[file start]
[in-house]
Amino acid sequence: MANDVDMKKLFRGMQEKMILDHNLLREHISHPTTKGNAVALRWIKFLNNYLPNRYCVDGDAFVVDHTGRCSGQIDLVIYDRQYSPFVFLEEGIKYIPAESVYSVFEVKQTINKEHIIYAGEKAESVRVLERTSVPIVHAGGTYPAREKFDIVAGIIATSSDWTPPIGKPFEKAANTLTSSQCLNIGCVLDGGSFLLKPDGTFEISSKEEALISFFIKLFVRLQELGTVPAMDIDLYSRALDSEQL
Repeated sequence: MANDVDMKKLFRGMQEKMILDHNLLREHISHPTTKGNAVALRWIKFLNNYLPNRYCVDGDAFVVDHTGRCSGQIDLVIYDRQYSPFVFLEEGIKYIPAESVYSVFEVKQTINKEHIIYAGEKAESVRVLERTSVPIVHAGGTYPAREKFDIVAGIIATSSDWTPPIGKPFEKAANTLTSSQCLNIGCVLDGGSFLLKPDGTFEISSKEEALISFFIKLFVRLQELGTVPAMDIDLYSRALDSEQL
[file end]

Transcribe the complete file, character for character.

[in-house]
Amino acid sequence: MANDVDMKKLFRGMQEKMILDHNLLREHISHPTTKGNAVALRWIKFLNNYLPNRYCVDGDAFVVDHTGRCSGQIDLVIYDRQYSPFVFLEEGIKYIPAESVYSVFEVKQTINKEHIIYAGEKAESVRVLERTSVPIVHAGGTYPAREKFDIVAGIIATSSDWTPPIGKPFEKAANTLTSSQCLNIGCVLDGGSFLLKPDGTFEISSKEEALISFFIKLFVRLQELGTVPAMDIDLYSRALDSEQL
Repeated sequence: MANDVDMKKLFRGMQEKMILDHNLLREHISHPTTKGNAVALRWIKFLNNYLPNRYCVDGDAFVVDHTGRCSGQIDLVIYDRQYSPFVFLEEGIKYIPAESVYSVFEVKQTINKEHIIYAGEKAESVRVLERTSVPIVHAGGTYPAREKFDIVAGIIATSSDWTPPIGKPFEKAANTLTSSQCLNIGCVLDGGSFLLKPDGTFEISSKEEALISFFIKLFVRLQELGTVPAMDIDLYSRALDSEQL